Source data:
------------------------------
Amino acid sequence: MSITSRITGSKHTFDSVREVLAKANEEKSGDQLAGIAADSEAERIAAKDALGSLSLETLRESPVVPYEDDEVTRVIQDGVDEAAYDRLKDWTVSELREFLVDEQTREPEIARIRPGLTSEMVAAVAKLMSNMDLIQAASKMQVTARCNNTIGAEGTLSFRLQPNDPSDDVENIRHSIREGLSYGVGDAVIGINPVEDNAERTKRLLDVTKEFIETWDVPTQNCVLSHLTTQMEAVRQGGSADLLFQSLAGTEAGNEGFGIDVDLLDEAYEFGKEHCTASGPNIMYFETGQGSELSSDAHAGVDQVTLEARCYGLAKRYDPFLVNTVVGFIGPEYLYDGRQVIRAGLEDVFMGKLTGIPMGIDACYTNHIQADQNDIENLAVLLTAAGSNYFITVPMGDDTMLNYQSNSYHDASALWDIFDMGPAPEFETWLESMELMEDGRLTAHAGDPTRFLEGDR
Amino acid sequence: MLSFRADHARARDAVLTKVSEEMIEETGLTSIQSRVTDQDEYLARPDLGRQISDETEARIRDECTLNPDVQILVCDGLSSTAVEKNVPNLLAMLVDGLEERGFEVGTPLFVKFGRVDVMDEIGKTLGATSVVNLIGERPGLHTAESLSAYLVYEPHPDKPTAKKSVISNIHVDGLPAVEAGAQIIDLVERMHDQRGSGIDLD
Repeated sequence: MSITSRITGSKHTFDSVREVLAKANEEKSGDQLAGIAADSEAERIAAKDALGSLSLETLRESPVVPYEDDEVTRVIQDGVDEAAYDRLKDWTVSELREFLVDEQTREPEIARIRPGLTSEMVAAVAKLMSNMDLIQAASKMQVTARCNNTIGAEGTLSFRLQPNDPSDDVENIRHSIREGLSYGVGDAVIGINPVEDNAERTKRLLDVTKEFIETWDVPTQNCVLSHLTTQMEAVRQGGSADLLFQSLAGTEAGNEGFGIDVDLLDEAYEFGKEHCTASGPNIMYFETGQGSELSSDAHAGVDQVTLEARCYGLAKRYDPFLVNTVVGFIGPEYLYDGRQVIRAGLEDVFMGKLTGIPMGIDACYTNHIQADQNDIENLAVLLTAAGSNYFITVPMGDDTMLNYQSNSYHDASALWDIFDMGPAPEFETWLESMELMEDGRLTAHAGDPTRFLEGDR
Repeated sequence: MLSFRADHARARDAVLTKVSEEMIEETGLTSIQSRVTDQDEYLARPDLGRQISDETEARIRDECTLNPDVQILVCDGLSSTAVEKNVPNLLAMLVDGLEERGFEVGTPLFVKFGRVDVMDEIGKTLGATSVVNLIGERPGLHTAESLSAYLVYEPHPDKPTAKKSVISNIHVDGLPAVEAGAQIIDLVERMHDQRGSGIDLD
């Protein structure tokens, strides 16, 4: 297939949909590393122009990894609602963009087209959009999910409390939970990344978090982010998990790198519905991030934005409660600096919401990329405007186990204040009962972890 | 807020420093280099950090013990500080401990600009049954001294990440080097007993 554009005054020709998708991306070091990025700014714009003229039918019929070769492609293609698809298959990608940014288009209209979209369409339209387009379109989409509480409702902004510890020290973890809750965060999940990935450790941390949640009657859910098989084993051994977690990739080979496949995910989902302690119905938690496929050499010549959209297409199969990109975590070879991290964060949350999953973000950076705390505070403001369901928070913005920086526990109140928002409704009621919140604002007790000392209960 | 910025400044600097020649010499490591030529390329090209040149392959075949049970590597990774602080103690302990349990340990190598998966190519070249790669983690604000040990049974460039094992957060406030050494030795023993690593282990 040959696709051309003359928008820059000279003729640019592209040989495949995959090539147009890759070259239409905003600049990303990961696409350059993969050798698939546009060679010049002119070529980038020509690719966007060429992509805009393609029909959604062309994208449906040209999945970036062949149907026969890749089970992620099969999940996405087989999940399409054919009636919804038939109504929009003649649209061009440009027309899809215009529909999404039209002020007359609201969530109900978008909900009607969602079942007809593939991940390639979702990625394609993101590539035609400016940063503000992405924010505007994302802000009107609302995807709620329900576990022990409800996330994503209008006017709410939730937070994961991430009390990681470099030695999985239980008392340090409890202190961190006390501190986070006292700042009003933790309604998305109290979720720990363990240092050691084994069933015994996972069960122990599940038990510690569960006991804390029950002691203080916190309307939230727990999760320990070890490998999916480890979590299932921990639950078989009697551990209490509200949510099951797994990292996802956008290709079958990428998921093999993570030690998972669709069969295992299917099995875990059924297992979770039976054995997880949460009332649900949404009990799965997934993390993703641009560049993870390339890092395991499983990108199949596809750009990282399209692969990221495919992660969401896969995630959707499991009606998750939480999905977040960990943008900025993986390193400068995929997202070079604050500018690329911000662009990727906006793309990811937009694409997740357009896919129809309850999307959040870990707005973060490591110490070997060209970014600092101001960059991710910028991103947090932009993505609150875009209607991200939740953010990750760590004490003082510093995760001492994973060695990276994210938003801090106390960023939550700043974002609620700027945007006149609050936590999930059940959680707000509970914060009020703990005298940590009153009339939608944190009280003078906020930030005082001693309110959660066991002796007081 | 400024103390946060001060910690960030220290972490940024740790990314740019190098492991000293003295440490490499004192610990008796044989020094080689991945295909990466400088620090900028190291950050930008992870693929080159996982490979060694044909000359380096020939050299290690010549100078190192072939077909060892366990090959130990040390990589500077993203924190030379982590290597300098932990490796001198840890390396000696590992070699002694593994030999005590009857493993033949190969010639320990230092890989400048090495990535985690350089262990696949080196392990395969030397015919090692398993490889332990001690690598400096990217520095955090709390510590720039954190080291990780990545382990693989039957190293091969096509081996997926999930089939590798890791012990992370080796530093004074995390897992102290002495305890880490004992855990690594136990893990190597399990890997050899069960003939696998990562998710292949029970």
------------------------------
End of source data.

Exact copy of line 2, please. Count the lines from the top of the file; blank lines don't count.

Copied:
Amino acid sequence: MLSFRADHARARDAVLTKVSEEMIEETGLTSIQSRVTDQDEYLARPDLGRQISDETEARIRDECTLNPDVQILVCDGLSSTAVEKNVPNLLAMLVDGLEERGFEVGTPLFVKFGRVDVMDEIGKTLGATSVVNLIGERPGLHTAESLSAYLVYEPHPDKPTAKKSVISNIHVDGLPAVEAGAQIIDLVERMHDQRGSGIDLD